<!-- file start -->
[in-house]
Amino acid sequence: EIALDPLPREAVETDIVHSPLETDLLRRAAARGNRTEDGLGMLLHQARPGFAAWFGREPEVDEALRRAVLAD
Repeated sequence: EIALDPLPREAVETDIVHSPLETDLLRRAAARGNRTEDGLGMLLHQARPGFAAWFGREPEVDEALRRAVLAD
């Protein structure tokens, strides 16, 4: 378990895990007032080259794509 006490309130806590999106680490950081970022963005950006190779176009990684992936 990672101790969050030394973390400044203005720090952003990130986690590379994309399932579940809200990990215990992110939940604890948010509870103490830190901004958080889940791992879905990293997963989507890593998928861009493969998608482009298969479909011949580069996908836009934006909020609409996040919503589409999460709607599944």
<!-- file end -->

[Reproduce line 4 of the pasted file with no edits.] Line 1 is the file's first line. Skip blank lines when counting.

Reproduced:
């Protein structure tokens, strides 16, 4: 378990895990007032080259794509 006490309130806590999106680490950081970022963005950006190779176009990684992936 990672101790969050030394973390400044203005720090952003990130986690590379994309399932579940809200990990215990992110939940604890948010509870103490830190901004958080889940791992879905990293997963989507890593998928861009493969998608482009298969479909011949580069996908836009934006909020609409996040919503589409999460709607599944």